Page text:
Monday, November 21, 2016

How will Jesus return?

Then will appear in heaven the sign of the Son of Man, and then all the tribes of the earth will mourn, and they will see the Son of Man coming on the clouds of heaven with power and great glory (Mt 24:30). 
Behold, he is coming with the clouds, and every eye will see him (Rev 1:7).

i) How will Jesus return? Some people think the depiction of Jesus literally coming down from the sky reflects an antiquated mythological cosmography, where heaven is "up". 

ii) In theory, this could be stock imagery without being mythological. We need to distinguish between mythology and dead metaphors.

iii) In addition, there's the question of how Christians should update futuristic descriptions. The Bible uses period imagery when depicting the future. Imagery that reflects the world familiar to the original audience. But if this is really about the distant future, then we need to make some mental adjustments.

iv) In theory, Jesus could return the way he suddenly appears to people after the Resurrection. There he appears out of nowhere. He appears and disappears out of thin air. That doesn't require Jesus to come down from the sky. And this also shows that Jesus reappearing isn't necessarily wedded to an allegedly obsolete cosmography. Jesus needn't pass through space to appear to someone. At least not visibly. 

v) That said, a basic problem with dismissing the depiction of Jesus coming down from the sky is the Ascension account. 

And when he had said these things, as they were looking on, he was lifted up, and a cloud took him out of their sight. 10 And while they were gazing into heaven as he went, behold, two men stood by them in white robes, 11 and said, “Men of Galilee, why do you stand looking into heaven? This Jesus, who was taken up from you into heaven, will come in the same way as you saw him go into heaven” (Acts 1:9-11).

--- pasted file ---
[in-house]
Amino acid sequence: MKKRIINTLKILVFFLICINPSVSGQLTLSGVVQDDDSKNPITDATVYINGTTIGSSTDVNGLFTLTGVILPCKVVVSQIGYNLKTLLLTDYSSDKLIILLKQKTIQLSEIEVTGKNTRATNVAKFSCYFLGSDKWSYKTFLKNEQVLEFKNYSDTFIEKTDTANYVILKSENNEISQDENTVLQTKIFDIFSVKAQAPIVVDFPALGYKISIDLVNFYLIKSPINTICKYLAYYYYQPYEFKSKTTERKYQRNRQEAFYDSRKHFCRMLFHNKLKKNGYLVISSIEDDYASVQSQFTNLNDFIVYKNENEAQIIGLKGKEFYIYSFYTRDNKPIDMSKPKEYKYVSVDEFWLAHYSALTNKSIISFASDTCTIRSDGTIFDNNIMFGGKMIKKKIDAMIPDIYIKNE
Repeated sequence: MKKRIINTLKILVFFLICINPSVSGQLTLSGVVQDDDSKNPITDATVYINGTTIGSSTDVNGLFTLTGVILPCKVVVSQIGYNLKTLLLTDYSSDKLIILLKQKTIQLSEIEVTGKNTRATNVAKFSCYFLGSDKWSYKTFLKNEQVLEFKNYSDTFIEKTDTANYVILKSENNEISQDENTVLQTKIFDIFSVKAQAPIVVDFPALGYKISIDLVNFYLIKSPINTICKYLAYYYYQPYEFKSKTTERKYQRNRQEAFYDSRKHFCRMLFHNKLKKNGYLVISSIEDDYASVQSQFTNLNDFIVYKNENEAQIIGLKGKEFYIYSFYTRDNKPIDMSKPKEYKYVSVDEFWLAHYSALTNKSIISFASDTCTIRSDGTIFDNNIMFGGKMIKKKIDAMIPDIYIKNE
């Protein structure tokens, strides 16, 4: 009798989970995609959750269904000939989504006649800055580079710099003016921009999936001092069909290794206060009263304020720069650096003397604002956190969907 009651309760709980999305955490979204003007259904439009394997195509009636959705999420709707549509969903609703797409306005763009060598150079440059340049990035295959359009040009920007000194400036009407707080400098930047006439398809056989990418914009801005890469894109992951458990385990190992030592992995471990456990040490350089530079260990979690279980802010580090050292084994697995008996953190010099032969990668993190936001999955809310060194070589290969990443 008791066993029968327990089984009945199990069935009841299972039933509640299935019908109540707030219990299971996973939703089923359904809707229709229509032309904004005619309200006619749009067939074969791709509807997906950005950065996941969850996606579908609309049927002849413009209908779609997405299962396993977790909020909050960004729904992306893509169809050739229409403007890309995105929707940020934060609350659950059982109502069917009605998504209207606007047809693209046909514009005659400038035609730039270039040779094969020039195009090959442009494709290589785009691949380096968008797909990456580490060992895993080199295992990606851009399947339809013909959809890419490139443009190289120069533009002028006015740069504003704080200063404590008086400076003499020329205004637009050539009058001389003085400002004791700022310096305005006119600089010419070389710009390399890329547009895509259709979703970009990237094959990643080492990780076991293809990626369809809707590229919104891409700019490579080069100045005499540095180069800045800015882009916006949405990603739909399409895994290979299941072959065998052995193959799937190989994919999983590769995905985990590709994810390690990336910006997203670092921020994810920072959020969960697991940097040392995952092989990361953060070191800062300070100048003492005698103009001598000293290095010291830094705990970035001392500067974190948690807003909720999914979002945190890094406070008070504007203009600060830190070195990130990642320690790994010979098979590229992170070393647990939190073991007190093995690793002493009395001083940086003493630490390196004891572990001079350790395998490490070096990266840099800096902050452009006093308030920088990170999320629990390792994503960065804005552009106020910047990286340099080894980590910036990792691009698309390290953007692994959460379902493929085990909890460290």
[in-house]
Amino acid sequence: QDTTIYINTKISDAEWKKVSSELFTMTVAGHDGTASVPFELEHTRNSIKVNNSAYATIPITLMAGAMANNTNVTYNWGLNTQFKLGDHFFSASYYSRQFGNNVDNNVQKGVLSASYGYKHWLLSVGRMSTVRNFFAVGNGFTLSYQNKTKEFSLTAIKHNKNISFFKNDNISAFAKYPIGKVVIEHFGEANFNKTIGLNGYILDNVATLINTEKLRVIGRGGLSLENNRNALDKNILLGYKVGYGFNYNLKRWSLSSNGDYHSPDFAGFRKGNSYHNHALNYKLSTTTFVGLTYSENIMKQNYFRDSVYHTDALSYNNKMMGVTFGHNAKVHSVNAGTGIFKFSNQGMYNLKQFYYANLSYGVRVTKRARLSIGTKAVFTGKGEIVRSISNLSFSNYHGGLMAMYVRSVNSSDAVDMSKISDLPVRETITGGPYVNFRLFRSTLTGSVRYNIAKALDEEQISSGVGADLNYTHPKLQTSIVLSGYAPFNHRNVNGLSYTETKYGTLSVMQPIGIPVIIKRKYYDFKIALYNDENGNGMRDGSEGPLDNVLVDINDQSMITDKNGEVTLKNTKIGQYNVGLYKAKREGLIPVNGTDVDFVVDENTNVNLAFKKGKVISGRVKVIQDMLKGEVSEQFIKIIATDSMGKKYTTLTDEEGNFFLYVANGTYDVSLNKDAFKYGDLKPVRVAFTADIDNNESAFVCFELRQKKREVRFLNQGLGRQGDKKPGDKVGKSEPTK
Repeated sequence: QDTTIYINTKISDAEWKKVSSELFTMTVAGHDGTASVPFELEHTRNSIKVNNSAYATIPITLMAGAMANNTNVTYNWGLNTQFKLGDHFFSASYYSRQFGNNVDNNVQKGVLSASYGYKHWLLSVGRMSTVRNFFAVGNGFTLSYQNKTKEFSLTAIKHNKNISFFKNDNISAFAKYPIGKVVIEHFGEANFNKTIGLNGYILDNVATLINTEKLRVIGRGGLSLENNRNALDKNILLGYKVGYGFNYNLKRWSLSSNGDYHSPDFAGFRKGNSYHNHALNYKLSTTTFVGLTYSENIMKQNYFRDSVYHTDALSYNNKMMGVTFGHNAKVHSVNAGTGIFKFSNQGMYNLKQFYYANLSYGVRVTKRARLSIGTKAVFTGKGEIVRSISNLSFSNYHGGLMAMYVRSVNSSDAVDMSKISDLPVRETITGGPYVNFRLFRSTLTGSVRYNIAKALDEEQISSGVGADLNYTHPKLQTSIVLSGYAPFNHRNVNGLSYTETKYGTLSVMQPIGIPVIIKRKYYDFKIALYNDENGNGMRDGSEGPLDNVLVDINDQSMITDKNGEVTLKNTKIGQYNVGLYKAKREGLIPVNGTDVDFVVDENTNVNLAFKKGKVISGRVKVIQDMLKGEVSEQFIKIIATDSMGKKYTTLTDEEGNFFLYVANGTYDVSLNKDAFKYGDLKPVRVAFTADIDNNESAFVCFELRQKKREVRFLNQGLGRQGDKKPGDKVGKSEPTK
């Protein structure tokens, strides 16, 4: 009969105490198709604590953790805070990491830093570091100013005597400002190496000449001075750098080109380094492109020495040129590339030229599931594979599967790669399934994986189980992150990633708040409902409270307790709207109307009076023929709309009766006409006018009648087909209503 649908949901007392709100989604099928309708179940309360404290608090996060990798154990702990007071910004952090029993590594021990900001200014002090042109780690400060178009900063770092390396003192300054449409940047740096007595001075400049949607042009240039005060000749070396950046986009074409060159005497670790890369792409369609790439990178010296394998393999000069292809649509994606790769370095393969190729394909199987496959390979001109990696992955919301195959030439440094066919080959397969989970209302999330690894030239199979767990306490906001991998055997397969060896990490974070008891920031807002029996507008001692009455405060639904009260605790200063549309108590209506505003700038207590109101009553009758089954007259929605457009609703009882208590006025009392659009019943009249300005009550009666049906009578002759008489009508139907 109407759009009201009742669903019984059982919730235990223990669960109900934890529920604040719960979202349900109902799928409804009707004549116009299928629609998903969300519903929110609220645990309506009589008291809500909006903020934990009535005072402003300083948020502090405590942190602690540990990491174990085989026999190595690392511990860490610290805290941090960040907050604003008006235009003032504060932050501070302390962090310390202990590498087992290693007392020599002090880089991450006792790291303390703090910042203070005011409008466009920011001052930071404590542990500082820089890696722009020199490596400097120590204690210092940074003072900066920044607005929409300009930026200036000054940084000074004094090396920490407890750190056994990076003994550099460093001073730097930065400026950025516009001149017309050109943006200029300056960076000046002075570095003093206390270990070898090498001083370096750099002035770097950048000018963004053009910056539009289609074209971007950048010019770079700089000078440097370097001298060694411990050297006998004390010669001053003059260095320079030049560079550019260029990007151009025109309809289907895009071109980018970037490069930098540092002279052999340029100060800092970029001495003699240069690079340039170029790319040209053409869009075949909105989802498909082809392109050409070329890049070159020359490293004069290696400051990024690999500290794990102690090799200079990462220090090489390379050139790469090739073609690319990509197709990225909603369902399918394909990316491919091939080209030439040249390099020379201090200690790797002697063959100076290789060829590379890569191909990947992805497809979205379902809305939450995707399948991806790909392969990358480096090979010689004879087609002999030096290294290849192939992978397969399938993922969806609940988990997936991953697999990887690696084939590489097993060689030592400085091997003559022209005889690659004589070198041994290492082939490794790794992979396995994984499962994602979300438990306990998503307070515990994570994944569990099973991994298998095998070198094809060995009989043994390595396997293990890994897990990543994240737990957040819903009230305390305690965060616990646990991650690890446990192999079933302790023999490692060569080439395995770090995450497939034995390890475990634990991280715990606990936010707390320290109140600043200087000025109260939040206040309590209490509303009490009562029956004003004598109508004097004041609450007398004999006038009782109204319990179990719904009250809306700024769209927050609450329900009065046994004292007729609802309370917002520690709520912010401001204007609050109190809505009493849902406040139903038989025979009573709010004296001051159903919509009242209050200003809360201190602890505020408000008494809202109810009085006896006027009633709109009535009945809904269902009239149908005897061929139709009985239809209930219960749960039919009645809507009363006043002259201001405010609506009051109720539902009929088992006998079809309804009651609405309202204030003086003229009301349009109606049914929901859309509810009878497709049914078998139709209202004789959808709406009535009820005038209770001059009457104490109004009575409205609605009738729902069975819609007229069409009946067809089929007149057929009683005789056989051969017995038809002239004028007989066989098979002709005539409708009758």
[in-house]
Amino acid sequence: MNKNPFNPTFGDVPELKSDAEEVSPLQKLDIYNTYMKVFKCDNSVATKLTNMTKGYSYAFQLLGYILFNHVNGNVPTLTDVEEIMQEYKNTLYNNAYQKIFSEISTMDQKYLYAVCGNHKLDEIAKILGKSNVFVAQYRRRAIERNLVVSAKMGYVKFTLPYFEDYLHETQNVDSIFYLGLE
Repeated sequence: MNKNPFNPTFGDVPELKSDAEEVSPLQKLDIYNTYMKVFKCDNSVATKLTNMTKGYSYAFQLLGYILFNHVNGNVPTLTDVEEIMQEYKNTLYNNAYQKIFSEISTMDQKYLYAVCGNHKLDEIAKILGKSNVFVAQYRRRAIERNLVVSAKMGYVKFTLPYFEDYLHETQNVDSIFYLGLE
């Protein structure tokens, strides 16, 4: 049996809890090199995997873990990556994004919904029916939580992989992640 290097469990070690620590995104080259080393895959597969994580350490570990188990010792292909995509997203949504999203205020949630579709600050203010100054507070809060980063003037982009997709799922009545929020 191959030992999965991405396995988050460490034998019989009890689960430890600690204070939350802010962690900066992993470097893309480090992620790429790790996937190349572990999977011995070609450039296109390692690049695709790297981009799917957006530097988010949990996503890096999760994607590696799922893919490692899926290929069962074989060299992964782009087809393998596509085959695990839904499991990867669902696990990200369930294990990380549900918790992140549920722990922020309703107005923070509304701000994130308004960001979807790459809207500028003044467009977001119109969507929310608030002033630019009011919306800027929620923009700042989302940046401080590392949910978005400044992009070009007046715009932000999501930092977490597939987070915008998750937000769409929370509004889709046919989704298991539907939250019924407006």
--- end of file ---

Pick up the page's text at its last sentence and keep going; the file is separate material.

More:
That's presented as an eyewitness account, in observational language. That's what you and I would see, had we been there. 

And it describes the return of Christ as a reversal of the Ascension. If we take the Bible seriously, we can't just discount the depiction of Jesus coming down from the sky.

vi) A critic might object that passages like Mt 24:30 and Rev 1:7 presume a flat-earth perspective. If the world is a globe, how could Jesus be seen all at once by everybody on earth? But if the earth was flat, then everyone would enjoy the same vantage-point in relation to the sky. Everyone would see the entire sky, facing the earth. 

Yet even if, for the sake of argument, we grant that this imagery reflects a flat-earth cosmography, that might be an accommodation to how ancient people thought about the universe. 

Mind you, I doubt there was any one way that ancient people viewed the universe. Many people probably operated with naive realism, but some people were more reflective and attentive difficulties with that viewpoint. 

vii) However, it doesn't take much imagination to see how these descriptions are consistent with modern astronomy. If the sign of the Son of Man appeared in the sky for as little as one rotation period, everyone would be in a position to see it over the course of 24 hours.

Suppose the sign was like an approaching comet. Everyone would see it weeks in advance. 

In the age of telecommunications, moreover, everyone can see the same thing, even if that's out of range of where they live–or the skies are overcast where they live.